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Scaling MFC dialogs in an application to render correctly on high DPI devices RRS feed

  • Question

  • Hi,

    I need to make my MFC dialogs to render correctly on the new high-DPI devices. 

    I know how to get the scaling factors for X and Y directions. As of now, the only way I can see to scale all my dialogs is to scale each dialog and all UI controls on it, just before you show it to user. My DLL has a big number of dialogs and each dialog has many UI elements contained in it. If I go with dynamic re-scaling, it would be a huge work for me.

    Is there a way that could help me re-scaling all the dialogs by doing the scaling changes just at a single place? Or any other better alternative? It would be really helpful.

    Regards,

    Parul 



    Parul Gupta

    Thursday, March 27, 2014 4:21 PM

Answers

All replies

  • >I need to make my MFC dialogs to render correctly on the new high-DPI devices. 

    What's wrong that they don't work?

    See
    http://msdn.microsoft.com/en-us/library/windows/desktop/dn469266(v=vs.85).aspx
    "Scaling Layout"

    Dave

    Thursday, March 27, 2014 5:15 PM
  • Can you also please clarify on the below?

    1. Consider a system with 96 DPI as default DPI and an MFC application which has declared itself as DPI aware and has specified its dialogs coordinates as if it is being rendered on 96 DPI. Does the app developer need to take care of scaling the co-ordinates by checking the scaling level or does MFC itself takes care of scaling the co-ordinates? 

    (My question is for an application that will always run on a machine which has a default DPI value of 96,  but user has the flexibility to change Display scaling value up till 200%)?

    I am a bit confused on how Windows handles scaling on high resolution devices (where default DPI is much higher than 96) and Display scaling property change (which can be changed in the range of 10% to 200% on current systems with default DPI = 96)?


    Parul Gupta

    Saturday, March 29, 2014 8:55 AM
  • By the experiments I did,

    1. It Seems like that, increasing the scaling to 200% (say), OS itself scales all applications sizes to 2X (due to which not DPI aware applications may look blurry because of DPI virtualization and DPI aware apps (which has declared itself DPI aware in application manifest) do not look blurry because MFC is providing the scaled co-ordinates to render its UI even when the application has not written any code to scale its UI elements). Is this understanding correct?
    2. ANother question is why not the OS scales the same applications on a high-DPI device (where the default system DPI is 192 (say))?

    I am very unclear about the concept. Thanks for helping.



    Parul Gupta

    Saturday, March 29, 2014 9:09 AM
  • 1....Is this understanding correct?

    Essentially, but note that MFC has nothing to do with this (as far as
    I'm aware), it's just native Win32 behaviour.

    2. ANother question is why not the OS scales the same applications on a high-DPI device (where the default system DPI is 192 (say))?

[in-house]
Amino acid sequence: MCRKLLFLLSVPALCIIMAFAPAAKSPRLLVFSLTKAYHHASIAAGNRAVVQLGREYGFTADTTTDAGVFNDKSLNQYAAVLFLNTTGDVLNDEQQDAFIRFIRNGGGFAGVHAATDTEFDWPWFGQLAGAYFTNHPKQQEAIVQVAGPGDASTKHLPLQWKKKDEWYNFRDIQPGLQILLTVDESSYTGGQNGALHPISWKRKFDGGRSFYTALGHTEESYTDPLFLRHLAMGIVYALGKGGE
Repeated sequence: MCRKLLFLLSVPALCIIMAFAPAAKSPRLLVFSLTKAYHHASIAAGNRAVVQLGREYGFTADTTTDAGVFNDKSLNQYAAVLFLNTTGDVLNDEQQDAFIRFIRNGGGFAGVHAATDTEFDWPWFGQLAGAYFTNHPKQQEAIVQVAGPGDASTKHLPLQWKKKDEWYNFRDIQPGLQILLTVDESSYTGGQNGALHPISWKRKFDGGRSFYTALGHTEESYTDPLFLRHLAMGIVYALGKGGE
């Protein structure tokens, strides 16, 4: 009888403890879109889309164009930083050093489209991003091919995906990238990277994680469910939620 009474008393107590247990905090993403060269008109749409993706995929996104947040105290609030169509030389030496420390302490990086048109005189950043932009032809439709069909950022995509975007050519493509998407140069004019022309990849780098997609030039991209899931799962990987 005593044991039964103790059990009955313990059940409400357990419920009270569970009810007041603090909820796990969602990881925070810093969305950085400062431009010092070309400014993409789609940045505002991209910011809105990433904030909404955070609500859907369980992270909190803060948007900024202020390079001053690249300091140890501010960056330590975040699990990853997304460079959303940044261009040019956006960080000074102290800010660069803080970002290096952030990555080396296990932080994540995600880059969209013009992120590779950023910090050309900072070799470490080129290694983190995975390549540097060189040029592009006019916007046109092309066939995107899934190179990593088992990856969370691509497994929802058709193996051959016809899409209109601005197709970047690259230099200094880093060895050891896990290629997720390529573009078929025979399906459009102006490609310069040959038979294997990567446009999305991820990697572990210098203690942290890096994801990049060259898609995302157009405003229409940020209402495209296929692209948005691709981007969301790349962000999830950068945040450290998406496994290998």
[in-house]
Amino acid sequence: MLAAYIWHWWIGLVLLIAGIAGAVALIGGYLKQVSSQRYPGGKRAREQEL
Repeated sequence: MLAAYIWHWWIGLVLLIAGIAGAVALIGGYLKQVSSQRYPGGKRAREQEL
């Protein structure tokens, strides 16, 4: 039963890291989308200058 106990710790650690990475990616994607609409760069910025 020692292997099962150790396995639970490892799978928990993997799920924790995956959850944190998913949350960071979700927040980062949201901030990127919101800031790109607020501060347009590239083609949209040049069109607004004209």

According to the MSDN article I referenced, 192 DPI should give 200%
    scaling (I've never tried it myself), so I don't know what's happening
    if its not for you.

    Dave

    Saturday, March 29, 2014 10:53 AM
  • In the second case, I am working on a high DPI device where default screen resolution is 3200x1600, screen size is 10x5, and default Display scaling is 125%. This is a Windows 8.1 machine (said to be a high DPI device).

    How does this make a difference?


    Parul Gupta

    Saturday, March 29, 2014 11:16 AM
  • Thank you so much for the response.

    That way you mean to say that there is no way provided by MFC that it can take care of scaling the dialogs itself, obviously the developer would need to take care of the icons at different DPIs.

    And if MFC does not provide any solution to this, that means I will need to scale each and every of my UI element programatically  by iterating over all the dialog elements, for each dialog.


    Parul Gupta

    Saturday, March 29, 2014 1:36 PM
  • In the second case, I am working on a high DPI device where default screen resolution is 3200x1600, screen size is 10x5, and default Display scaling is 125%. This is a Windows 8.1 machine (said to be a high DPI device).
    How does this make a difference?

    I don't know. I've not got any such device to play with to know what
    quirks there may be.

    Dave

    Saturday, March 29, 2014 2:01 PM
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    Dave

    Saturday, March 29, 2014 5:32 PM
  • Hi Parul,

    According to your original issue that scaling MFC dialogs in an application to render correctly on high DPI devices, I think what David provided has already explained.

    In addition, is your MFC application setted as high DPI aware? Here is a tutorial that is intended for MFC developers who want to make their MFC desktop application high DPI aware.  A high DPI aware application can take full advantage of the DPI setting of the computer display without visual side-effects such as blurring, if the application is not high DPI aware. This may be helpful for you.

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    Thursday, April 3, 2014 8:27 AM